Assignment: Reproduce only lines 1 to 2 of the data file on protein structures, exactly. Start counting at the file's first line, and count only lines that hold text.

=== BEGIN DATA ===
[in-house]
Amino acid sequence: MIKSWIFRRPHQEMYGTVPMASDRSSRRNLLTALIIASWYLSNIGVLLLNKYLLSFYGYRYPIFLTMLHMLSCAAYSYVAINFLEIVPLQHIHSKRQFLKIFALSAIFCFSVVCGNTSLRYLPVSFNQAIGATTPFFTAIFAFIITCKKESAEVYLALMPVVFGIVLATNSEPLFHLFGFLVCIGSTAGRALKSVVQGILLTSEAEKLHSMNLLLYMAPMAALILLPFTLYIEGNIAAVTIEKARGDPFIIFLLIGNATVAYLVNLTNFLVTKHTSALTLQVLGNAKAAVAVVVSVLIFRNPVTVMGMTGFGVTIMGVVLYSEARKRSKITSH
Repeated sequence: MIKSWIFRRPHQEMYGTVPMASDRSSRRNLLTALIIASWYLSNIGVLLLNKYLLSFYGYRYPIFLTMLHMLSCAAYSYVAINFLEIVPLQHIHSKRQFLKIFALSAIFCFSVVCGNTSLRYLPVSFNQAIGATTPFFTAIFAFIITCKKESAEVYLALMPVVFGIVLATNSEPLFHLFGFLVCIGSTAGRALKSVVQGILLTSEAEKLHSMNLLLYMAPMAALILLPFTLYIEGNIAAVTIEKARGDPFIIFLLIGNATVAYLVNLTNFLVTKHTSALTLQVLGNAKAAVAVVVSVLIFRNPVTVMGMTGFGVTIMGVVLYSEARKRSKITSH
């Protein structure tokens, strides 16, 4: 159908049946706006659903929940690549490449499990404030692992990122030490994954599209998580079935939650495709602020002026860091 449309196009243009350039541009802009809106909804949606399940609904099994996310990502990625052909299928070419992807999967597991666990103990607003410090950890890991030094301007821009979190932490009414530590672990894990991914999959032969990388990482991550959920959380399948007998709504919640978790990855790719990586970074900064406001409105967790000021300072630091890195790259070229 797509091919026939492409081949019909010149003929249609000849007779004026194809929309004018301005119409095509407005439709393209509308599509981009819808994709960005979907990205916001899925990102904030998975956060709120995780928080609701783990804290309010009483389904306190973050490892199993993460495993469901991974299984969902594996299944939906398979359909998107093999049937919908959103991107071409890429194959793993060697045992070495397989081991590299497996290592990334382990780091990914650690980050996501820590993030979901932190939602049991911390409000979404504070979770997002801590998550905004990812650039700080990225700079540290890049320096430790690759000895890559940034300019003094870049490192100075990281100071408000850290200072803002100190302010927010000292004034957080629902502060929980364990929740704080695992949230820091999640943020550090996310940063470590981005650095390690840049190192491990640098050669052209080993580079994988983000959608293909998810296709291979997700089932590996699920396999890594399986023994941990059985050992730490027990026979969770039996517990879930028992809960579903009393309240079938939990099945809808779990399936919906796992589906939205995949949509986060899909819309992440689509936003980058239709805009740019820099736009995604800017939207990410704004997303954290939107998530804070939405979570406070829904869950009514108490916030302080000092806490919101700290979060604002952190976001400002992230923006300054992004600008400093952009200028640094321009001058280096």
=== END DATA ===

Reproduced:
[in-house]
Amino acid sequence: MIKSWIFRRPHQEMYGTVPMASDRSSRRNLLTALIIASWYLSNIGVLLLNKYLLSFYGYRYPIFLTMLHMLSCAAYSYVAINFLEIVPLQHIHSKRQFLKIFALSAIFCFSVVCGNTSLRYLPVSFNQAIGATTPFFTAIFAFIITCKKESAEVYLALMPVVFGIVLATNSEPLFHLFGFLVCIGSTAGRALKSVVQGILLTSEAEKLHSMNLLLYMAPMAALILLPFTLYIEGNIAAVTIEKARGDPFIIFLLIGNATVAYLVNLTNFLVTKHTSALTLQVLGNAKAAVAVVVSVLIFRNPVTVMGMTGFGVTIMGVVLYSEARKRSKITSH